In the far corner of the PAX Rising showcase area, tucked away from the bombastic sounds and sights of the rest of the show, a lovely young man is passionately explaining his demo to another passerby. It’s barely past nine am, most of the other exhibitors and press members all have that bleary-eyed haze over them as we all adjust to three days of video game extravaganza. Still, in spite of the hour, this one man is unmistakably pumped to be showing off what he and his team have been working on. After just a few minutes at the booth, it’s not hard to see why he’s so animated about it – Ailuri bears the makings of something special and Vivink Studios seems more than up to fulfilling that potential.
If you’re anything like me, the first thing you’ll do when you see Ailuri is let out an audible, ‘naww’.
I hesitate to call it such but the developers have essentially weaponised cuteness to attract players to their game – a wildly successful tactic if the crowds at their PAX booth were any indicator. The titular character, a small red panda named Airluri (pictured below), was plastered all over the display and it’s difficult to not see why -he’s downright adorable. I had the chance to catch up with Liezl, an artist at Vivink about some of the choices made when designing the characters and world of Airluri and had my earlier suspicions confirmed. “Ailuri was designed as a red panda because they are adorably underappreciated mammals” Liezl says, “but also because of their conservation status. It gave more purpose to the character…bringing awareness was decided when Ailuri was created”.
The accentuated features and whimsical glow serves to both draw you in and disarm you, allowing Vivink to educated the player and raise awareness of the plights that face these beautiful endangered species. It’s a noble goal and an ambition that Liezl and the team are more than eager to fulfill; the demo I played featured a heavily forested area but later stages will be different, allowing the game to highlight other endangered animals and even flora. None of which were chosen haphazardly, as Liezl puts its “When it comes to choosing the species, a balanced variety of scientific classifications, their level of concern and their habitats”
Environmental preservation is a particularly pertinent message in 2018, especially from a team based in Australia. Our land down under is currently facing a litany of issues, such as the degradation of the Great Barrier Reef, and we have our fair share of lost and endangered species. So it’s fitting that Vivink has taken up the task of raising awareness, even if it is quite the heavy cross for a game to bear. Exactly how successful Ailuri will be remains to be seen but there is a boatload of heart invested in the game and the intentions alone deserve credit.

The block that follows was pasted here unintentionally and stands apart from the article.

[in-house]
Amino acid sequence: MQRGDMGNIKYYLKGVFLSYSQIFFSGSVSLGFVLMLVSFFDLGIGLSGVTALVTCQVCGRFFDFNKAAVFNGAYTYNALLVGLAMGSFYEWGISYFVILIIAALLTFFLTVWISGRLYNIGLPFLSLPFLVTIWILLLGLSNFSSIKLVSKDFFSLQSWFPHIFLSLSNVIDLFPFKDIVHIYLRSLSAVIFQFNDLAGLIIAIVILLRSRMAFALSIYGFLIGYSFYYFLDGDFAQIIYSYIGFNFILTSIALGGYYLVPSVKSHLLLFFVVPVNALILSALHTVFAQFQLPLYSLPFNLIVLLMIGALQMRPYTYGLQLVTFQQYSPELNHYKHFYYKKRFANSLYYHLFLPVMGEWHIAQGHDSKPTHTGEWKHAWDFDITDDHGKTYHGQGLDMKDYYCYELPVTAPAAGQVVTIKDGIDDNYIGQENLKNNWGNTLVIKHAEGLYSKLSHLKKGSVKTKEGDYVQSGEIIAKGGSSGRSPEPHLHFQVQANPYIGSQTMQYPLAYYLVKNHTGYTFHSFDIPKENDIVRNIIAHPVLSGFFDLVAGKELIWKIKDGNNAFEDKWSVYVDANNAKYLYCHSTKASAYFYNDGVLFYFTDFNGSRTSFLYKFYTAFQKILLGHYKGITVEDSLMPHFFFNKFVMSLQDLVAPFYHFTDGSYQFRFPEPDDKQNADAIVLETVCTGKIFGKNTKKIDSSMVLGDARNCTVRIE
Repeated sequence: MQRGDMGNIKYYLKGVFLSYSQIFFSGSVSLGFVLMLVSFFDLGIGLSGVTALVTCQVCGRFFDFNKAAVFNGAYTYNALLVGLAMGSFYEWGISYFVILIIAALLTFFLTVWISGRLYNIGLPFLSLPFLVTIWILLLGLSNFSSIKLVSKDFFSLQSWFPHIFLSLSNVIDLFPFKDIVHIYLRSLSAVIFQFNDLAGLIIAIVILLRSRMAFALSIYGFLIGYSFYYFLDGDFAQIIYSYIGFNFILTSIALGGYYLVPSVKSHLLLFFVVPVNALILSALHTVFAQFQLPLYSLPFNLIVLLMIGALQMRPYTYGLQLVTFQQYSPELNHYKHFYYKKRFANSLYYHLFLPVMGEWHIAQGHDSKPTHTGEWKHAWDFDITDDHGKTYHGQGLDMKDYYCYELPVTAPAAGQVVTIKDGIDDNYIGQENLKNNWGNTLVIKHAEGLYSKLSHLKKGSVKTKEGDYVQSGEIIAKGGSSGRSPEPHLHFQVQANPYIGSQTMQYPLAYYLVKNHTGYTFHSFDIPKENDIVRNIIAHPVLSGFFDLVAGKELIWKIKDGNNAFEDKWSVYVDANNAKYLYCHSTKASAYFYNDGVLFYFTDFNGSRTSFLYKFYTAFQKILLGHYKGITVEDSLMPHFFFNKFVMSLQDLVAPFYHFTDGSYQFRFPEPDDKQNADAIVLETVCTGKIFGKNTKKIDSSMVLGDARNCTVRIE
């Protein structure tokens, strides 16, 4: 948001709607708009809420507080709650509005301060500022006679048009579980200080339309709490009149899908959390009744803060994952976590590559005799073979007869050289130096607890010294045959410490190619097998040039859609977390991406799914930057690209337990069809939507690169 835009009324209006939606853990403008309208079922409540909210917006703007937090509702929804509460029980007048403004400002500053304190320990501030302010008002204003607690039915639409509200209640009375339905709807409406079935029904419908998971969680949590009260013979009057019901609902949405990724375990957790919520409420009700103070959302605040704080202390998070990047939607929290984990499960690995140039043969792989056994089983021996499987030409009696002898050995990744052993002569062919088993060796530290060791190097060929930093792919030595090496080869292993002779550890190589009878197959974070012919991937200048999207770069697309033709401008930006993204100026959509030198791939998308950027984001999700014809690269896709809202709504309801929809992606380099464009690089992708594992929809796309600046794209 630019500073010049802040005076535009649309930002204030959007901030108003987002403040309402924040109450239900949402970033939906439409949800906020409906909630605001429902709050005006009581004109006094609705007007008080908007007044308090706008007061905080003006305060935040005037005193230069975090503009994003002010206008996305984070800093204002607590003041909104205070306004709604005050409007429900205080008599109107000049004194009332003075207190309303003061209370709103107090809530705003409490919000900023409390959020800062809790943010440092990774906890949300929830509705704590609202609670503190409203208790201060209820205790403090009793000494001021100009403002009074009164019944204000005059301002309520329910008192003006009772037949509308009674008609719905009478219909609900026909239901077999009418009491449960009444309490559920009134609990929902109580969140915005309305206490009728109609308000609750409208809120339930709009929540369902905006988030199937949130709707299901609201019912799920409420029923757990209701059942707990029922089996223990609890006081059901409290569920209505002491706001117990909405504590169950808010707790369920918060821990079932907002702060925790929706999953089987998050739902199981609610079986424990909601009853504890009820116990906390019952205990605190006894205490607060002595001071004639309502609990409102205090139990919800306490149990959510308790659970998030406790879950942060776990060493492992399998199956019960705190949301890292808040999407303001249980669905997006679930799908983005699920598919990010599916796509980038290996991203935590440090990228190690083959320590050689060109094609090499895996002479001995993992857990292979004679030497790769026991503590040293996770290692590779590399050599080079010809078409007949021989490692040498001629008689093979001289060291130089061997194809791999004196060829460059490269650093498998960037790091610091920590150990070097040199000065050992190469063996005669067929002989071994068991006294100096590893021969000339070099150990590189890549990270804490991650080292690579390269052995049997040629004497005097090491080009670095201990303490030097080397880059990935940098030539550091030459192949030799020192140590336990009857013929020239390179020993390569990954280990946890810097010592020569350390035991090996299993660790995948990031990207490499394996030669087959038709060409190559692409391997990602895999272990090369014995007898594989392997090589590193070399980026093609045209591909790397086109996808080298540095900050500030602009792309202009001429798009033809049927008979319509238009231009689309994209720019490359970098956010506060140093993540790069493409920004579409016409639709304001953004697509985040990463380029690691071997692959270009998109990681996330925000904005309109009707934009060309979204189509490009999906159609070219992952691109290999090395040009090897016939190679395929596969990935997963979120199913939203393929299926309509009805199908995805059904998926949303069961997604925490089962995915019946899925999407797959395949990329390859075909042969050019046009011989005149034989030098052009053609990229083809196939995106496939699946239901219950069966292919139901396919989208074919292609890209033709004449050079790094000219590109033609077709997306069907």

Playing Ailuri it’s evident that things are in an early stage but the foundations are solid and the future looks bright.
Currently in Alpha, the demo begins with a beautifully animated cutscene in which Ailuri is separated from his parents and is forced to venture out into a dangerous wilderness to find his path. The game plays as well as many contemporary platformers, with Airluri traversing the world by clambering up surfaces, choosing between branching paths, swinging around with a grappling system and even getting into skirmishes with other creatures that roam the world. Despite only being in Alpha, all of these elements feel good, especially the grapple which utilises a loosely defined physics rule to lend it a sense of fluid movement and fun.
When designing the world and gameplay Vivink took inspiration from a wide variety of sources, some of which you’ll immediately recognise just by looking at the game but others may surprise you. Liezl speaks of a spectrum of inspirations, noting that the team studied each one for “artistic technique, engines used, mechanics and design choices. Ori and the Blind Forest made a big impact in the beginning, but also amazing games such as Hollow Knight as a comparative, Unity made, hand drawn game, Yoshi’s Island for the fantastic sprite work and level designs, Rain World‘s astonishing procedural animation and the game’s ability to create a living and breathing world..”.
When looking to the East, however, the inspirations become a little more abstract; of course, there are traces of Mario’s DNA is almost any platformer but when designing the levels themselves, Vivink referenced a “Kishōtenketsu-like technique”. If you’re scratching your head at that one, don’t fret, I was too but the thought behind following a Kishōtenketsu ethos is sound. The technique refers to the classical structuring of Chinese, Korean and Japanese narratives in which a four-act structure is used and it is damn well fascinating. Further reading is highly recommended here but safe to say it gives Ailuri a very interesting hook.
Like many of the smaller titles featured in the PAX Rising area, Ailuri isn’t shy about the help it has received along the way. Vivink have received support from other development teams, according to Liezl “Eagle Island and Adventure Pal team’s advice and fantastic art combined helped build Ailuri to where it is today”. Paired with the assistance of the AIE Incubator Program, Vivink has been able to craft a beautifully hand-drawn experience with Ailuri and its noble messages about nature conservation are sure to strike a chord.
Ailuri is currently scheduled to release in late 2019 on Steam with a possible Switch/Xbox One port on the cards.
You can follow the game’s progress on Twitter @VivinkArt and be sure to check back here for more coverage of this adorable title.